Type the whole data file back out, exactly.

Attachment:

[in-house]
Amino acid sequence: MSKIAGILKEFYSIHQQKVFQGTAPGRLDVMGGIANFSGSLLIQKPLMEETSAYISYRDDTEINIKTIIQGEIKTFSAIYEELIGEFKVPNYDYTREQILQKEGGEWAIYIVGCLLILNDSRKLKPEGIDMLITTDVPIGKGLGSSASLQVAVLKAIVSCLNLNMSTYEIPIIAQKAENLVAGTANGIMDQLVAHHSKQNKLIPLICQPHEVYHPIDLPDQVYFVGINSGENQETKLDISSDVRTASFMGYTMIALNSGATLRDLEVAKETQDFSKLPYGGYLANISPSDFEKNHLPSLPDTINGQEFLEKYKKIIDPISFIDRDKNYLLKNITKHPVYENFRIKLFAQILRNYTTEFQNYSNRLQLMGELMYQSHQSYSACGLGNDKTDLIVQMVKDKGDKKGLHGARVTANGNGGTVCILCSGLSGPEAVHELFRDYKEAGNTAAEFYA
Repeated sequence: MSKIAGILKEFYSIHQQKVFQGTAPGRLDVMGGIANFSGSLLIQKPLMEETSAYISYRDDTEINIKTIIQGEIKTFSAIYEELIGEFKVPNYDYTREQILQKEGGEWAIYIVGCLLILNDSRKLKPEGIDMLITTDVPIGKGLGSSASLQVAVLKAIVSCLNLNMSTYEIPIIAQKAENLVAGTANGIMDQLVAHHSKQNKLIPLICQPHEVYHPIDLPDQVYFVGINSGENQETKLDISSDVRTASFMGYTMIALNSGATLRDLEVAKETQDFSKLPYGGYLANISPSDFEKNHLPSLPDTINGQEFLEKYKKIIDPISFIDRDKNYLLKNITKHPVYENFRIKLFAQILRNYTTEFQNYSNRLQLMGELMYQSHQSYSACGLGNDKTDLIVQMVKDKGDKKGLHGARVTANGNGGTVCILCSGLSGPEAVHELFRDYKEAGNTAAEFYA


[in-house]
Amino acid sequence: MSKIAGILKEFYSIHQQKVFQGTAPGRLDVMGGIANFSGSLLIQKPLMEETSAYISYRDDTEINIKTIIQGEIKTFSAIYEELIGEFKVPNYDYTREQILQKEGGEWAIYIVGCLLILNDSRKLKPEGIDMLITTDVPIGKGLGSSASLQVAVLKAIVSCLNLNMSTYEIPIIAQKAENLVAGTANGIMDQLVAHHSKQNKLIPLICQPHEVYHPIDLPDQVYFVGINSGENQETKLDISSDVRTASFMGYTMIALNSGATLRDLEVAKETQDFSKLPYGGYLANISPSDFEKNHLPSLPDTINGQEFLEKYKKIIDPISFIDRDKNYLLKNITKHPVYENFRIKLFAQILRNYTTEFQNYSNRLQLMGELMYQSHQSYSACGLGNDKTDLIVQMVKDKGDKKGLHGARVTANGNGGTVCILCSGLSGPEAVHELFRDYKEAGNTAAEFYA
Repeated sequence: MSKIAGILKEFYSIHQQKVFQGTAPGRLDVMGGIANFSGSLLIQKPLMEETSAYISYRDDTEINIKTIIQGEIKTFSAIYEELIGEFKVPNYDYTREQILQKEGGEWAIYIVGCLLILNDSRKLKPEGIDMLITTDVPIGKGLGSSASLQVAVLKAIVSCLNLNMSTYEIPIIAQKAENLVAGTANGIMDQLVAHHSKQNKLIPLICQPHEVYHPIDLPDQVYFVGINSGENQETKLDISSDVRTASFMGYTMIALNSGATLRDLEVAKETQDFSKLPYGGYLANISPSDFEKNHLPSLPDTINGQEFLEKYKKIIDPISFIDRDKNYLLKNITKHPVYENFRIKLFAQILRNYTTEFQNYSNRLQLMGELMYQSHQSYSACGLGNDKTDLIVQMVKDKGDKKGLHGARVTANGNGGTVCILCSGLSGPEAVHELFRDYKEAGNTAAEFYA